A new online collection of interviews with some of the most prominent diplomats of the 20th century is now available on the Library's Web site at http://memory.loc.gov/ammem/collections/diplomacy/.
"Frontline Diplomacy: The Foreign Affairs Oral History Collection of the Association for Diplomatic Studies and Training" presents a window into the lives of American diplomats. Transcripts of interviews with U.S. diplomatic personnel capture their experiences, motivations, critiques, personal analyses and private thoughts. These elements are crucial to understanding the full story of the creation of a structure of stable relationships that have maintained world peace and protected U.S. interests and values.
Most of the interviews in the collection come from foreign service officers, but there are also interviews with political appointees and other officials. Although some 1920s-, 1930s- and World War II-era diplomacy is covered, most of the interviews involve post-World War II diplomacy, from the late 1940s to the 1990s.
This collection captures the post-World War II period in vivid terms and intimate detail, documenting the way U.S. diplomacy defended the United States and its interests in a challenging world. The narratives span the major diplomatic crises and issues that faced the United States during the second half of the 20th century and, as new interviews are added, will include developments in the 21st century. The 1,301 transcripts of oral history interviews were donated by the Association for Diplomatic Studies and Training, a private, nonprofit organization.
The collection contains stories about American involvement in the city of Berlin, beginning with the 1948 airlift and continuing through and after the erection of the Berlin Wall in 1962. There are interviews from those who were present when John Kennedy said, "Ich bin ein Berliner," and when Ronald Reagan said, "Mr. Gorbachev, tear down this wall!" Recollections from the American ambassador to East Germany (Richard Clark Barkley) at the time when the Berlin Wall was dismantled in 1989 also are included.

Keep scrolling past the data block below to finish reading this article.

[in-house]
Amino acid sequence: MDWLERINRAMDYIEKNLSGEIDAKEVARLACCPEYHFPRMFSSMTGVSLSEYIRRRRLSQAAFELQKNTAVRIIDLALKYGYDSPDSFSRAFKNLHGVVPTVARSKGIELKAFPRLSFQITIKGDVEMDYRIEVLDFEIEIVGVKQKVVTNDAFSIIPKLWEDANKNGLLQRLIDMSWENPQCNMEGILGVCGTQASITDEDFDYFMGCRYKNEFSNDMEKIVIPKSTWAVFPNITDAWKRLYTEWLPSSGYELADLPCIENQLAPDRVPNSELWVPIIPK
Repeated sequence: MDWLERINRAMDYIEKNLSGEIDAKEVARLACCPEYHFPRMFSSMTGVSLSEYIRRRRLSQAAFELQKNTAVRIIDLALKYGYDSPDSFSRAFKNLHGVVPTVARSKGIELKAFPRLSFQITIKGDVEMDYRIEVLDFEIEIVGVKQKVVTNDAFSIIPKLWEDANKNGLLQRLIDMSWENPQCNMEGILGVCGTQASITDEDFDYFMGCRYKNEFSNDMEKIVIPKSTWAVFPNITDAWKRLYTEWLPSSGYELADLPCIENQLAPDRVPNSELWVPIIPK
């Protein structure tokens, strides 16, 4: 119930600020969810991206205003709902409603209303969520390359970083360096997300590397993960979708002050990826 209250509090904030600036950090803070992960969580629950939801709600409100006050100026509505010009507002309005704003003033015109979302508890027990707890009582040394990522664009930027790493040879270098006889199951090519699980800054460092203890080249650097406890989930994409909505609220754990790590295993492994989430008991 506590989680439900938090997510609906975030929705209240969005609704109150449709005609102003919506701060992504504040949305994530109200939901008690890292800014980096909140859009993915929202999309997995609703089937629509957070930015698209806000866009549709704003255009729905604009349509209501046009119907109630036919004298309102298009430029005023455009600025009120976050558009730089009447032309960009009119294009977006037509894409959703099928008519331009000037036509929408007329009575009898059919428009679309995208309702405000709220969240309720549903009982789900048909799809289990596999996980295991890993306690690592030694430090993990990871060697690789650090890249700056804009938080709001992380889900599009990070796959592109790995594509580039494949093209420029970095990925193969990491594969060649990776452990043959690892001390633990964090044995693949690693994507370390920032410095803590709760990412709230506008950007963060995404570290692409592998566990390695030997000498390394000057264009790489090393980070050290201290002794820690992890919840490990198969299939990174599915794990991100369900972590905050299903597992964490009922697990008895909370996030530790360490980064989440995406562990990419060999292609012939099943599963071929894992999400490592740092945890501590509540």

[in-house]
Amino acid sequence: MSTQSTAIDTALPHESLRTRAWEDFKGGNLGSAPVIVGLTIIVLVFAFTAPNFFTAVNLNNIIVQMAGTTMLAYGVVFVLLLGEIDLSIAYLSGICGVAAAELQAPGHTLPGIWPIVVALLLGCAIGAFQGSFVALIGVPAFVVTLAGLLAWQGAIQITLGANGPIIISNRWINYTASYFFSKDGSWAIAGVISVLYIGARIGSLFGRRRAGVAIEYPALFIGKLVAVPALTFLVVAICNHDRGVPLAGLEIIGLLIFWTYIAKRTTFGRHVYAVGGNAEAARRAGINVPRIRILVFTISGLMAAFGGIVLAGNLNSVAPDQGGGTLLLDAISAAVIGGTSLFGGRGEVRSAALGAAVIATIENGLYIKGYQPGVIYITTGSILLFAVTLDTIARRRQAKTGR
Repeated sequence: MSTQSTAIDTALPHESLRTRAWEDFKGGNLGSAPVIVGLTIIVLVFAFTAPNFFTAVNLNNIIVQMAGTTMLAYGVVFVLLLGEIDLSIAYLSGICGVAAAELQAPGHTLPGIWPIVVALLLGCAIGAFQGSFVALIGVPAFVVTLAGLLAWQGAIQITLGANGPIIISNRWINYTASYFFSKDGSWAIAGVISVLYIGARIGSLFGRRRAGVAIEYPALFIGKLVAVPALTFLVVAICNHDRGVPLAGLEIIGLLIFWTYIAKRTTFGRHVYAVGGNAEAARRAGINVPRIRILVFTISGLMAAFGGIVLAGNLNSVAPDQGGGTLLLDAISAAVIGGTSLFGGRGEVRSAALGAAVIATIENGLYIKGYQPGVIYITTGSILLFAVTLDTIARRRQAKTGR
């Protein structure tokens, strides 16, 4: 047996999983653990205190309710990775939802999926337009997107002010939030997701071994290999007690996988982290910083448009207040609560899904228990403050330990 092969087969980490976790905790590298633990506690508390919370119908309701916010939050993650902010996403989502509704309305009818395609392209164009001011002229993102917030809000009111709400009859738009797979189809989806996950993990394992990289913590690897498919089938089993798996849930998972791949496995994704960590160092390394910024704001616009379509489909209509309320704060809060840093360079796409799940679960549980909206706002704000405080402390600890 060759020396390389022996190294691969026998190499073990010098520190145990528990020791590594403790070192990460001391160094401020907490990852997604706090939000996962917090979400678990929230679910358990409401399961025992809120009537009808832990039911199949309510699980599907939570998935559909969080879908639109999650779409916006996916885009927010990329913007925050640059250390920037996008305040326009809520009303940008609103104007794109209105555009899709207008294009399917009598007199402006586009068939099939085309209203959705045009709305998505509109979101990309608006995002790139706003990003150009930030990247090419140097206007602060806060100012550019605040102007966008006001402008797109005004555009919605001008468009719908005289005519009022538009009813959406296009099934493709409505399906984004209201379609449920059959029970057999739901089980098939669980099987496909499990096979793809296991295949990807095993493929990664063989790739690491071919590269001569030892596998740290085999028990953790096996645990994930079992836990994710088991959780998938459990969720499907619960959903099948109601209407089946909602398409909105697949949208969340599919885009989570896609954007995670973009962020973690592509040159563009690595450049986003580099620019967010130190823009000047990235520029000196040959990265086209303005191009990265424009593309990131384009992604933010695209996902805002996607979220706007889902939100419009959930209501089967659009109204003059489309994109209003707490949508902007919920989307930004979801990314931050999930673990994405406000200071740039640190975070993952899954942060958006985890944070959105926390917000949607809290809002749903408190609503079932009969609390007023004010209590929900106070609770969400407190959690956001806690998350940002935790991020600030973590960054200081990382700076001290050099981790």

The collection holds other personal accounts, including those of Robert Dillon, ambassador to Lebanon when the U.S. Embassy in Beirut was attacked by Islamic extremists in 1983, and Prudence Bushnell, ambassador to Kenya when the U.S. Embassy in Nairobi was blown up by Al Qaeda in 1998.
There are accounts of U.S. dealings with the Nationalist government of Chiang Kai-shek during World War II, and the government's relocation to Taiwan in 1949. When the Communist Chinese forces seized control on the mainland, the United States attempted to keep some of its consulates open, but the consulates' staffs were effectively held captive until all were pulled out.
Included are oral histories from individuals who accompanied Henry Kissinger on his historic trip to Beijing in 1971. The collection also holds the tale of Arthur W. Hummel Jr., the son of American missionaries in China, who joined Chinese guerrillas to fight the Japanese as a teenager during World War II and many years later returned as U.S. ambassador to Beijing. Allan Wendt tells what it was like to be the unarmed duty officer in the U.S. Embassy building in Saigon when the Viet Cong attacked it during the Tet Offensive in 1968.
The collection includes extensive personal recollections from luminaries of American 20th century diplomatic history, including Alfred "Roy" Atherton (ambassador to Egypt), Zbigniew Brzezinski (national security adviser under President Carter), Frank Carlucci (ambassador to Portugal under Presidents Nixon and Ford and secretary of defense under President Reagan), Julia Child (spouse of foreign service officer Paul Cushing Child), Lawrence Eagleburger (secretary of state under President George H.W. Bush), Averell Harriman (ambassador to the Soviet Union and England under President Franklin Roosevelt), Jeane Kirkpatrick (ambassador to the United Nations), Winston Lord (who played a critical role in opening relations with China under President Nixon), Clare Boothe Luce (ambassador to Italy under President Eisenhower), Douglas MacArthur II (nephew of Gen. Douglas MacArthur and ambassador to Japan, Belgium, Austria and Iran), Charles H. Percy (senator from Illinois), Rozanne Ridgway (ambassador to Finland and East Germany), Dean Rusk (secretary of state under Presidents Kennedy and Johnson), John S. Service (foreign service officer specializing in China before World War II), Cyrus Vance (secretary of state under President Carter) and Marion Post Wolcott (photographer, married to U.S. Agency for International Development official Lee Wolcott).
"Frontline Diplomacy: The Foreign Affairs Oral History Collection of the Association for Diplomatic Studies and Training" is one of more than 135 thematic presentations available from the American Memory Web site of more than 11 million items at www.loc.gov. These presentations range from the papers of U.S. presidents, Civil War photographs and early films of Thomas Edison to papers documenting the women's suffrage and civil rights movements, Jazz Age photographs and the first baseball cards. The materials are drawn from the collections of the Library of Congress and other major repositories.
The Association for Diplomatic Studies and Training is an independent, nonprofit organization founded in 1986. It advances knowledge of U.S. diplomacy and supports training of personnel at the State Department's George P. Shultz National Foreign Affairs Training Center in Arlington, Va.